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Why does the equality operator return false in the first case?

var a = new Date(2010, 10, 10);
var b = new Date(2010, 10, 10);
alert(a == b); // <- returns false
alert(a.getTime() == b.getTime()); // returns true


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up vote 28 down vote accepted

Since dates are built-in objects, and not primitives, an equality check is done using the objects references.

In this case, objects a and b are not the same object, and so the test fails.
You can see the same using

var a = new String("a");
var b = new String("a");
alert(a == b); //false

By using .getTime or .valueOf you are converting the objects value into a primitive, and these are always compared by value rather than by reference.

If you want to do a comparison by value of two dates there is also a more obscure way to do this

var a = new Date(2010, 10, 10);
var b = new Date(2010, 10, 10);

alert(+a == +b); //true

In this case the unary + operator forces the javascript engine to call the objects valueOf method - and so it is two primitives that are being compared.

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This is an interesting hack, thank you! – Art May 23 '10 at 1:40
Not sure I'd call it a hack really. – Tim Down May 23 '10 at 13:25
Just to make sure - I was referring to "+a == +b" statement. – Art May 31 '10 at 4:36
Hack is also useful because you don't need to check for nulls (for nullable objects). in case of .getTime, .valueOf you need also check for null of every date before calling .getTime – Yauhen.F Dec 21 '11 at 17:18,b)

The fact is that the comparison between the two objects does not work properly :/

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Not really. The comparison between two objects works as specified. – Tim Down May 22 '10 at 18:53

If you create two clocks, and set them both to the same time, you have two clocks.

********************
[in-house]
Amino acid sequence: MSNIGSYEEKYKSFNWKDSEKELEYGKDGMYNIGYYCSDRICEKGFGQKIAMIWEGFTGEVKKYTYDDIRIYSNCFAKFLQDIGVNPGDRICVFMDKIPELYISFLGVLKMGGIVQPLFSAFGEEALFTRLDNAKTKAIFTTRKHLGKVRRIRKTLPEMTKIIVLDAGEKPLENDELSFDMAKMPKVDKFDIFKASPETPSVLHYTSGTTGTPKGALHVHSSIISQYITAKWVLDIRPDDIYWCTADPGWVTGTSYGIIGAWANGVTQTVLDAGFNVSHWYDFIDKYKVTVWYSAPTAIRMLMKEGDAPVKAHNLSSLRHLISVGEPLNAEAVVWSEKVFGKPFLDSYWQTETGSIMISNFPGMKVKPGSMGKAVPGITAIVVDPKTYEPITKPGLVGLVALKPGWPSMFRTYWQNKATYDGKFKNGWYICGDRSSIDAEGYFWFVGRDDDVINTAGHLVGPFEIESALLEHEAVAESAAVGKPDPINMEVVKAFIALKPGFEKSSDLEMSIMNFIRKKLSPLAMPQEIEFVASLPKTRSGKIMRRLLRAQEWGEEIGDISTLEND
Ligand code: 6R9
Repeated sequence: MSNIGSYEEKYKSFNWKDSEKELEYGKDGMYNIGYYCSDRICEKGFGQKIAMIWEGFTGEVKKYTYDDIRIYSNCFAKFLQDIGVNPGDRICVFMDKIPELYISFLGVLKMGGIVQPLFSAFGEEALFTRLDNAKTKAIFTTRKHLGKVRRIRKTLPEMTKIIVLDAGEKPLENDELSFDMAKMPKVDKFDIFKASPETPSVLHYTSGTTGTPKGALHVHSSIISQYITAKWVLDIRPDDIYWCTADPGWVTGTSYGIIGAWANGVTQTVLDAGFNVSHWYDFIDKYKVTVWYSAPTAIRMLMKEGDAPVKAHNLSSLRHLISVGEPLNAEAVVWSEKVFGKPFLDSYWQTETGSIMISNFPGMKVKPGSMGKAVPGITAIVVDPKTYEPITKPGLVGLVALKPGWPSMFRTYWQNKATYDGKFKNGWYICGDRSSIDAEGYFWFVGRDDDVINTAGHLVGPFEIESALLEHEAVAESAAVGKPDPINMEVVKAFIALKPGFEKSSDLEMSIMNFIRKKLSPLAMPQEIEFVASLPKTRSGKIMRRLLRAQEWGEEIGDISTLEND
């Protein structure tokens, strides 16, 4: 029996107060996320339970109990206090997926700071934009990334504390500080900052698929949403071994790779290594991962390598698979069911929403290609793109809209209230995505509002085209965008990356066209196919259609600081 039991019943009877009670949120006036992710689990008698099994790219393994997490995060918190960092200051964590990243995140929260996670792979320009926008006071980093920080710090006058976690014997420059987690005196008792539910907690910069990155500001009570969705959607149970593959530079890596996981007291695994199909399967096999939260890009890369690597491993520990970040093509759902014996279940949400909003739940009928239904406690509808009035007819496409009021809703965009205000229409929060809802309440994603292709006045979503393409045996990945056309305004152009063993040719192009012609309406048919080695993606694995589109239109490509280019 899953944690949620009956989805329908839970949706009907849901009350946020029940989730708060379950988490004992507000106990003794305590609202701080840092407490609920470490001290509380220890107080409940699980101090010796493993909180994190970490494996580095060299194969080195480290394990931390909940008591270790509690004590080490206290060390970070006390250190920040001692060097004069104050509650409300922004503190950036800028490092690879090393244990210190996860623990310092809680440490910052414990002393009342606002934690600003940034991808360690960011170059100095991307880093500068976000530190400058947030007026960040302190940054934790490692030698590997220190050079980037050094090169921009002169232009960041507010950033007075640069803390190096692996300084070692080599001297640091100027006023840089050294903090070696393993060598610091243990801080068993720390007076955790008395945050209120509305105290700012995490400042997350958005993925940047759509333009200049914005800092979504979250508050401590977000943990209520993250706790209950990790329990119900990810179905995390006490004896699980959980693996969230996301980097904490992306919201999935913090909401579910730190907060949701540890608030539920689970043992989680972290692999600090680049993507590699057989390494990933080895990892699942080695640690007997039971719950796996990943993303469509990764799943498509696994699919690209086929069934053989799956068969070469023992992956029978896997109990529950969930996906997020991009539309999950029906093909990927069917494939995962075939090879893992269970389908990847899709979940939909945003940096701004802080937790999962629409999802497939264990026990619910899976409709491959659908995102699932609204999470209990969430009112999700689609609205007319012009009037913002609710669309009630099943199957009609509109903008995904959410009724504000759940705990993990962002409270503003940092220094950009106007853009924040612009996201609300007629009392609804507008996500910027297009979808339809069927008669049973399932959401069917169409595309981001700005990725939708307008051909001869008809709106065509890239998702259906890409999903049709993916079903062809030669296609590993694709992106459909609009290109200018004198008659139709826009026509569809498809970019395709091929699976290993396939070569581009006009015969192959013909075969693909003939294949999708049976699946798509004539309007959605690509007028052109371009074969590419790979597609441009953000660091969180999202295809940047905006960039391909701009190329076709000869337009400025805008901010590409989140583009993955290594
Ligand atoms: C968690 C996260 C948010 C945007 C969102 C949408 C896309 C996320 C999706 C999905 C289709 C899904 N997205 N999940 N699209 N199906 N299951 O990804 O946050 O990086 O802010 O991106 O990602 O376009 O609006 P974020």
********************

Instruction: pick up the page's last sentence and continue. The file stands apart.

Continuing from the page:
If you change the time in one clock, it will not change the time in the other clock.

To compare or sort Dates, subtract one from the other. The valueof a Date object, used in a mathematical expression, is its timestamp.

function compareDates(a,b){return a-b};

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I'm sorry guys, but this is idiotic... especially the bit about having two clocks.

==, by definition compares VALUES, whereas === compares references. Saying that == fails for non-primitives breaks the language's own syntactical structure. Of course, === would fail in the initial example, as the two dates are clearly two distinct pointers to two distinct memory-spaces, but, by the very definition of the JS spec, == should return TRUE for the comparison of two dates whose value is the same point in time.

Yet another reason I hate JS...

Sorry to rant, but this just kicked my butt for an hour.

As an aside, you can use valueOf() to force the comparison of the values, and that will return true... it is redundant with == but it works.

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agreed, such a WTF – Art Nov 13 '10 at 3:33
You do not know what you are ranting about... The distinction between == and === has nothing to do with values vs refs, == simply states that the VM should use a set of clearly defined coercing rules when the two operands are of different types, while === states that no such coercion is to occur. – Sean Kinsey May 19 '11 at 10:19

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